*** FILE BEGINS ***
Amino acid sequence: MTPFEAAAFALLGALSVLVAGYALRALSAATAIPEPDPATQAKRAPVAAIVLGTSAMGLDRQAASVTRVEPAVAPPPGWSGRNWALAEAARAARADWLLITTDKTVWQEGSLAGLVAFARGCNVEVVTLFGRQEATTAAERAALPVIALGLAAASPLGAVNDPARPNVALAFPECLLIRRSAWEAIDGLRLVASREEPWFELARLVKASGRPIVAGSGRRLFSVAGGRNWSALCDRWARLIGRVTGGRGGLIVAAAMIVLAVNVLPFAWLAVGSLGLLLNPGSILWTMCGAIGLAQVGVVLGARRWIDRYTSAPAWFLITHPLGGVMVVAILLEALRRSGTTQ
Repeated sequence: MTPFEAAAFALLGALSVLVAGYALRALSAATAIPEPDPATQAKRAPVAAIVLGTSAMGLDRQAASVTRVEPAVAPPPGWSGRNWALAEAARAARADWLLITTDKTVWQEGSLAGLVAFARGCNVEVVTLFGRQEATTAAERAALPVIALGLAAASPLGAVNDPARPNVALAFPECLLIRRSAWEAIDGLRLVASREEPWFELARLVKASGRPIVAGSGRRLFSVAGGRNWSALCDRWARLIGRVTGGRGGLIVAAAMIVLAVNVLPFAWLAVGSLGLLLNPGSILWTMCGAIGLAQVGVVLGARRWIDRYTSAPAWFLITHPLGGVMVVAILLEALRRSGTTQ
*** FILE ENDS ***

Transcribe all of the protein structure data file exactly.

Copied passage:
Amino acid sequence: MTPFEAAAFALLGALSVLVAGYALRALSAATAIPEPDPATQAKRAPVAAIVLGTSAMGLDRQAASVTRVEPAVAPPPGWSGRNWALAEAARAARADWLLITTDKTVWQEGSLAGLVAFARGCNVEVVTLFGRQEATTAAERAALPVIALGLAAASPLGAVNDPARPNVALAFPECLLIRRSAWEAIDGLRLVASREEPWFELARLVKASGRPIVAGSGRRLFSVAGGRNWSALCDRWARLIGRVTGGRGGLIVAAAMIVLAVNVLPFAWLAVGSLGLLLNPGSILWTMCGAIGLAQVGVVLGARRWIDRYTSAPAWFLITHPLGGVMVVAILLEALRRSGTTQ
Repeated sequence: MTPFEAAAFALLGALSVLVAGYALRALSAATAIPEPDPATQAKRAPVAAIVLGTSAMGLDRQAASVTRVEPAVAPPPGWSGRNWALAEAARAARADWLLITTDKTVWQEGSLAGLVAFARGCNVEVVTLFGRQEATTAAERAALPVIALGLAAASPLGAVNDPARPNVALAFPECLLIRRSAWEAIDGLRLVASREEPWFELARLVKASGRPIVAGSGRRLFSVAGGRNWSALCDRWARLIGRVTGGRGGLIVAAAMIVLAVNVLPFAWLAVGSLGLLLNPGSILWTMCGAIGLAQVGVVLGARRWIDRYTSAPAWFLITHPLGGVMVVAILLEALRRSGTTQ